During the Second World War, the complex in Dessau was bombed and partially destroyed. The building was restored in 1976; extensive renovation measures followed from 1996 to 2006 after the Bauhaus building was awarded UNESCO World Heritage status. Today, the building is the registered office of the Bauhaus Dessau Foundation and is a centre for design, research, and education.
After the Bauhaus building we went to the famous Masters’ Houses (architect: Walter Gropius, 1925–1926). The city of Dessau also commissioned Gropius for three pairs of identical, semi-detached homes for the Bauhaus masters, plus a detached home for its director. Gropius designed the complex on a modular principle, using industrially prefabricated components. With this he wished to implement the principles of rational construction, both in the architecture and in the process of building per se. Due to the technical resources available at the time, his plan was only partially successful. After the closure of the Bauhaus in 1932, the houses were let to third parties and partially destroyed during WWII.
Starting in 2010, two of the Masters’ Houses – where Gropius and Moholy-Nagy once lived – were reconstructed (architects: Bruno Fioretti Marquez Architects, Berlin). The destroyed buildings were not rebuilt 1:1 but reinterpreted using contemporary architectural methods.
For a short lunch break we headed to the VorOrt-Haus (OnSite-house) in Dessau’s city centre. The VorOrt-Haus is a former military hospital built in 1870, which was later used as a school. In 2012, students tried to revitalize the building following a 12-year vacancy, and an initiative was launched to advocate its renovation and reuse. In 2016, the non-profit organization VorOrt e.V. signed a leasehold contract that guarantees continued use for 50 years. At VorOrt-Haus, design students, graduates, and the general public are addressing ways in which to revive the city of Dessau, which is suffering from a declining population due to migration away from the city and falling birth rates. Sally Below and the VorOrt e.V. director, Prof. Brigitte Hartwig, explained how the local initiative came into being, what difficulties had to be overcome, and what opportunities it offers.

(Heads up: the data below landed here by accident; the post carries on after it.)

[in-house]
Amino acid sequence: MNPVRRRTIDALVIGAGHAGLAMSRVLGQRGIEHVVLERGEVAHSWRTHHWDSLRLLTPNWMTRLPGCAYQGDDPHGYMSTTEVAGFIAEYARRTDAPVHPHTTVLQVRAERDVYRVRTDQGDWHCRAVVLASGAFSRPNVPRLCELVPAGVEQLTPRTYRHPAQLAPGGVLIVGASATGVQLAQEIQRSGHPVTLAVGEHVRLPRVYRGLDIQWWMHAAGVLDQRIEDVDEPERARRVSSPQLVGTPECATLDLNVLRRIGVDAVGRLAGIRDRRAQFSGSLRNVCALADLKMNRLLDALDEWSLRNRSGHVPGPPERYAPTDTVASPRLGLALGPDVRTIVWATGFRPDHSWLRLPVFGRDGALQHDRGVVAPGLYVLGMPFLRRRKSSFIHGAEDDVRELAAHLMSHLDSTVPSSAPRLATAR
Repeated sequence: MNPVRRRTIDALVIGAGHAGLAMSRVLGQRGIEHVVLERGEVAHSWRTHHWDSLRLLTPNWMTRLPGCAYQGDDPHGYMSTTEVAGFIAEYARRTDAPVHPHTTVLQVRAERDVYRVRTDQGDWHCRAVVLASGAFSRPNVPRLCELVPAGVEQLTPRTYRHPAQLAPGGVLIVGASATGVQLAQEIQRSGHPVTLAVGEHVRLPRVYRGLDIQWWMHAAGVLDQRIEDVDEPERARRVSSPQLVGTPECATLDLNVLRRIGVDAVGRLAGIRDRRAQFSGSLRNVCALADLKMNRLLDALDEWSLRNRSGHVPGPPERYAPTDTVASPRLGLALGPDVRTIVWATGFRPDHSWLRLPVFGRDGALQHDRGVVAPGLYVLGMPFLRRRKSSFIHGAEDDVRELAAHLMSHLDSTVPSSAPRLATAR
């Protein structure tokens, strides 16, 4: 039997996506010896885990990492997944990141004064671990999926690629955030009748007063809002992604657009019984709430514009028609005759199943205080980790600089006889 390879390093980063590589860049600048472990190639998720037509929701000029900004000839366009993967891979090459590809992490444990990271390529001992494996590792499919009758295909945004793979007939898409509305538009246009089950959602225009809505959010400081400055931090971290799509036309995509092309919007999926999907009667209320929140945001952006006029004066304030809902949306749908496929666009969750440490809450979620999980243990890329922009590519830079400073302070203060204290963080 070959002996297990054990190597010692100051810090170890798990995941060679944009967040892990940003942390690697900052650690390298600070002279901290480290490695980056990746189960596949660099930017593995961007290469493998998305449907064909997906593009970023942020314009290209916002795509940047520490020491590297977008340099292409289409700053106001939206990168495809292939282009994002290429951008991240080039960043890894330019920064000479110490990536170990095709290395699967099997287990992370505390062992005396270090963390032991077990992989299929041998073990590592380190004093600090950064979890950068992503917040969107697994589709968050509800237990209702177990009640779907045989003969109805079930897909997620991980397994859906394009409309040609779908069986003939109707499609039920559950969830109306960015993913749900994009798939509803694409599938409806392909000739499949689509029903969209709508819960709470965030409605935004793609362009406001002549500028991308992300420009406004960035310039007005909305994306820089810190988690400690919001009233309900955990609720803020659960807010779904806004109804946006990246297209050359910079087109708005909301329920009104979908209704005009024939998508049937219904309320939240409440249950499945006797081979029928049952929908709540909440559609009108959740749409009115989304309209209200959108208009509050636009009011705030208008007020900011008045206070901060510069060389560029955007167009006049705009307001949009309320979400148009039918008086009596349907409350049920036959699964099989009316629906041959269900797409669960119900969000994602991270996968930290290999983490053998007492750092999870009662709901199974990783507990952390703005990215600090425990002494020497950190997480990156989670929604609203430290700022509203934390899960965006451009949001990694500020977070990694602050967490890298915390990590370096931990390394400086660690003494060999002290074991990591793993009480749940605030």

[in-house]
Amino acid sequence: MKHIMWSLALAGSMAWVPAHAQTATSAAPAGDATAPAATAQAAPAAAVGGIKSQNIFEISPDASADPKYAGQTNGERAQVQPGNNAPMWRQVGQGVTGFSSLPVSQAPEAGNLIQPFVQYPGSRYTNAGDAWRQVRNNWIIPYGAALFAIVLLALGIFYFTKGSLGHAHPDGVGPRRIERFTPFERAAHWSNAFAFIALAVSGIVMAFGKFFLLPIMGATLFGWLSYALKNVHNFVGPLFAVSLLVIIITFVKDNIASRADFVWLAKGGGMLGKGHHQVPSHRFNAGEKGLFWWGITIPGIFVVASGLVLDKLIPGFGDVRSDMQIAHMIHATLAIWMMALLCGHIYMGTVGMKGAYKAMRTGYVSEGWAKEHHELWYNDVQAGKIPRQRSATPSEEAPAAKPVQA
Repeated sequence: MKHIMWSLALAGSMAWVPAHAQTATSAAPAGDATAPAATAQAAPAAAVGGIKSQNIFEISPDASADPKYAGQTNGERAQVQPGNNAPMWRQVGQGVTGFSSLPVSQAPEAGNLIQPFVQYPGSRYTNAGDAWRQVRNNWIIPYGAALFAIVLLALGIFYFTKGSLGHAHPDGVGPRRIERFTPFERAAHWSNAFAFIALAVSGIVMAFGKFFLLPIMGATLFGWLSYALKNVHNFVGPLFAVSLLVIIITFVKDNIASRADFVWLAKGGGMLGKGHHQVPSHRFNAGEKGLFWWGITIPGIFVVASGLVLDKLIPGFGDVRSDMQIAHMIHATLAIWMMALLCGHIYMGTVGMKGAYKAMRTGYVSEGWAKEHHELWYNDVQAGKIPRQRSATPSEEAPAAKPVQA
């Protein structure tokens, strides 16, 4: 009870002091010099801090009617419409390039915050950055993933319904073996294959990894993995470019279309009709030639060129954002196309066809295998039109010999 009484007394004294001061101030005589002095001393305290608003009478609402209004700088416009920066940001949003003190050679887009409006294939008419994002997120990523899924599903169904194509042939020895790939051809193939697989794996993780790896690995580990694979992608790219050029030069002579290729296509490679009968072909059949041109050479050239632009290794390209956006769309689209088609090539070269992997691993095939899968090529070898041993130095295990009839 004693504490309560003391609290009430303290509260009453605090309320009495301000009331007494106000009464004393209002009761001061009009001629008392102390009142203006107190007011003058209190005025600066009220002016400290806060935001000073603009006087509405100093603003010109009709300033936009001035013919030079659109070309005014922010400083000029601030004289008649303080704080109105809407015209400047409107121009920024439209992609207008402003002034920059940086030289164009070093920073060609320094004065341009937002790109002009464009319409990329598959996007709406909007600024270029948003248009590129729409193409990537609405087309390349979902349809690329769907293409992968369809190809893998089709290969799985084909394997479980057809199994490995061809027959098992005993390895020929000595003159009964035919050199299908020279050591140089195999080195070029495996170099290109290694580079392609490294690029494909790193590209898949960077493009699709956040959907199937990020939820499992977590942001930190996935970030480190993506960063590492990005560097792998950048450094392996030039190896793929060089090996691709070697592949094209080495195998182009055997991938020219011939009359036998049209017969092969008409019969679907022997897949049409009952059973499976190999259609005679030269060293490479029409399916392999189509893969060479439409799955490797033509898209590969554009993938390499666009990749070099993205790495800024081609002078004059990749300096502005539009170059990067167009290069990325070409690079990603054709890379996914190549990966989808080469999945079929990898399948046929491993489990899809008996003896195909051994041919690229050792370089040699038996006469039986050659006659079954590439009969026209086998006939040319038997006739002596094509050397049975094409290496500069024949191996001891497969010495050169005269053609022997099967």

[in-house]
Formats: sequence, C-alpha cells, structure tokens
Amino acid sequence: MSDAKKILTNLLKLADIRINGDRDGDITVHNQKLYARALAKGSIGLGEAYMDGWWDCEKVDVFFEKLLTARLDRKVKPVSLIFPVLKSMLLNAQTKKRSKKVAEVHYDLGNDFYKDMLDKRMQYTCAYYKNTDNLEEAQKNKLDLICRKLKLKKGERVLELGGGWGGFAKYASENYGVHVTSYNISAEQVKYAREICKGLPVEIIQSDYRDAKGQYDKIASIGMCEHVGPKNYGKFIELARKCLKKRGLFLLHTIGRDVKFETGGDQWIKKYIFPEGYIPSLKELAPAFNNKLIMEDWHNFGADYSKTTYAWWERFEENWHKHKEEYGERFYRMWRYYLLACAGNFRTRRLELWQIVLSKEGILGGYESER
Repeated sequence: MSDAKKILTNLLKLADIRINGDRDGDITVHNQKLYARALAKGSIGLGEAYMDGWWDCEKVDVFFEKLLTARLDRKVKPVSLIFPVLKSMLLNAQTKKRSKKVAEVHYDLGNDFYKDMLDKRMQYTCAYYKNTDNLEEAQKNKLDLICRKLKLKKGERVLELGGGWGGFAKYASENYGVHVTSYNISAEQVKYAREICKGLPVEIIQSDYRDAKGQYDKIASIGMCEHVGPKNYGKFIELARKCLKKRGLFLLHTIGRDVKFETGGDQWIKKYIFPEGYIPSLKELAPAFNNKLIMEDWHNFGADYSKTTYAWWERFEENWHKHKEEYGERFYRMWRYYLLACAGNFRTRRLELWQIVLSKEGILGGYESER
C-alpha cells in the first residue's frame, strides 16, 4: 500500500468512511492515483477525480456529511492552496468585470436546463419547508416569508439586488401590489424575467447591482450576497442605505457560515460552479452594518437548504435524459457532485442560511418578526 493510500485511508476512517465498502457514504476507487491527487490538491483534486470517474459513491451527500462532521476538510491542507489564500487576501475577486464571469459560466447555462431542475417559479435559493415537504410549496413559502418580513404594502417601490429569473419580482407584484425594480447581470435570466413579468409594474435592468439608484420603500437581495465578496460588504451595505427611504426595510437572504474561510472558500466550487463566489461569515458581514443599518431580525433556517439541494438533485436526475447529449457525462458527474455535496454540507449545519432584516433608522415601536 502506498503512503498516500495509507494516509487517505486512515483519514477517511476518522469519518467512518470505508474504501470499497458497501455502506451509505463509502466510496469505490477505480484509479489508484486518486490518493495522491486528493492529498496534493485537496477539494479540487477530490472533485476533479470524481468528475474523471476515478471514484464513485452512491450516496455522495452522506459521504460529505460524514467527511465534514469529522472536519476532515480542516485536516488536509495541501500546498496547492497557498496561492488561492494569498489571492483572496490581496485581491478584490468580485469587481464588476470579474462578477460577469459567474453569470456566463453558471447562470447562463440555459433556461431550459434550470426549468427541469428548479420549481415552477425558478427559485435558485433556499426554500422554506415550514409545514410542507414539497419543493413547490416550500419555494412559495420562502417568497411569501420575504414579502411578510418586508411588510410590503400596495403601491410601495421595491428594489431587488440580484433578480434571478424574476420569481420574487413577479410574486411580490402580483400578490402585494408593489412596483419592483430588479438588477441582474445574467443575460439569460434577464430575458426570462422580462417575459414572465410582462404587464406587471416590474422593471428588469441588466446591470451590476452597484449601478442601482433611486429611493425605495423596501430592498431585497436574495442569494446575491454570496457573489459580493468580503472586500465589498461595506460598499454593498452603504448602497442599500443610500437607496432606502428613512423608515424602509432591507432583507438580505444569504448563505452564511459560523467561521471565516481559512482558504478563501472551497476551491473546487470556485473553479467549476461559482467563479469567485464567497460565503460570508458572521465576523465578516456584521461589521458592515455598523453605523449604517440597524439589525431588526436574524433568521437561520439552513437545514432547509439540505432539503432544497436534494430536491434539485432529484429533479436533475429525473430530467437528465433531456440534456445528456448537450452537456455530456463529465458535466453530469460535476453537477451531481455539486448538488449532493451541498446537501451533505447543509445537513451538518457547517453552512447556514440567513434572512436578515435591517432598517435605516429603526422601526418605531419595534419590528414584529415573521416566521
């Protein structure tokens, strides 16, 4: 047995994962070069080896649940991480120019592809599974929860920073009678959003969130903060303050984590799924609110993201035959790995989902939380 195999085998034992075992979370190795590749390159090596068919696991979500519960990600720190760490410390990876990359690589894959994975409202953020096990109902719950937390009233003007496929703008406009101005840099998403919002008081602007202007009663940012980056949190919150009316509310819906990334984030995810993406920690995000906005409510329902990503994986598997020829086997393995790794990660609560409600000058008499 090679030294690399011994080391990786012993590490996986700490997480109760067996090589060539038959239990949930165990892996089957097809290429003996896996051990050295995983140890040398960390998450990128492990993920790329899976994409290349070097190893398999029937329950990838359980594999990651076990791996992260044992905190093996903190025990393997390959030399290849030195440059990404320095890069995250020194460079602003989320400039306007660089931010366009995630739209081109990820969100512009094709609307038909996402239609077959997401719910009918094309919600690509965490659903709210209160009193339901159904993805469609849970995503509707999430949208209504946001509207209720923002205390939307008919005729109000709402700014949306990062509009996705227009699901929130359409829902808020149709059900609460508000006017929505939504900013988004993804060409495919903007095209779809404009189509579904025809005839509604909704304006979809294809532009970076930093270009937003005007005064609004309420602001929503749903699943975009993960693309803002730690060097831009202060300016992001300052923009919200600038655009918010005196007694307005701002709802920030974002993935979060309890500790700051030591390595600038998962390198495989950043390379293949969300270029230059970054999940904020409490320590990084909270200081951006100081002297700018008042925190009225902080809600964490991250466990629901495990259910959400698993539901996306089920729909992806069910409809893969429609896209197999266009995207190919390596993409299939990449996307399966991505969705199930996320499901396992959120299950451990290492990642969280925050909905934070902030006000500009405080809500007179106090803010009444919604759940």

After lunch, we went to the Dessau-Törten housing estate to see the terraced homes (architect: Walter Gropius, 1926–1928) and the famous Laubenganghäuser (houses with balcony access, Architect: Hannes Meyer, 1929–1930). The city of Dessau commissioned the construction of the Dessau-Törten housing estate in 1926, in order to meet the acute housing shortage and provide affordable mass housing during the Weimar Republic. The estate was built over three construction phases under the premise of rationalizing construction processes and reducing costs. Walter Gropius and his architectural office oversaw the construction of 314 terraced houses in three different building types. As an affordable residential property with a garden for self-sufficiency, they were intended as an alternative to residential buildings in large cities.
But the project failed: though Gropius had promised the city affordable housing, the opposite was the case. These houses were 10–20 % more expensive than conventional homes, and there were numerous structural defects that residents had to deal with. Gropius left the Bauhaus in 1928, not least due to the problems in Dessau-Törten.
Despite these problems, a plan was soon developed to expand the estate with a mixed development of three- to four-storey multi-family homes with balcony access (Laubenganghäuser) as well as single-family homes. The buildings with balcony access were part of a larger expansion plan and the first joint project for the Bauhaus architecture department under its new director, Hannes Meyer.
Though the existence of a direct connection is doubtful, it is interesting to note that, in the early 1950s, quite similar brick buildings were built to counter the lack of inexpensive housing in Yangon (Myanmar).
We then visited an interesting design/build project by the University of Kassel adjacent to the housing estate. In the summer of 2019, students built a replica of an unbuilt Bauhaus design for Dessau-Törten from 1930: the Growing House by Bauhaus teacher Ludwig Hilberseimer. The students built the structure under the supervision of the ConstructLab construction collective. Similar to the new Masters’ Houses, the project was more of an innovative appropriation. It was designed so that the house can be quickly and easily assembled, dismantled, and relocated.
Both this project and the VorOrt-Haus posed a lively contrast to the meticulously restored Bauhaus buildings, which are only used for tourism, and the Masters’ Houses.
Day 3: Berlin
Day 3 was by far the most exhausting of the four but offered several unforgettable highlights.
We met Verena von Beckerath, a professor at Weimar University of Applied Sciences and partner in the architectural office Heide & von Beckerath, on the square in front of the Jewish Academy, located in the Kreuzberg district of Berlin. Verena, in cooperation with ifau architects, was responsible for the Integratives Bauprojekt am ehemaligen Blumengrossmarkt (IBeB, integrative building project at the former flower wholesale market) for the Selbstbaugenossenschaft Berlin (self-build cooperative Berlin) from 2011 to 2018.
The area around the former flower market (Blumengrossmarkt) includes a remarkable mix of cultural facilities, residential use, and young companies. Normally, locations in such a central location must give way to commercially-driven investor ideas. Here, the Berlin Senate awarded the plots according to concept instead of to the highest bidder.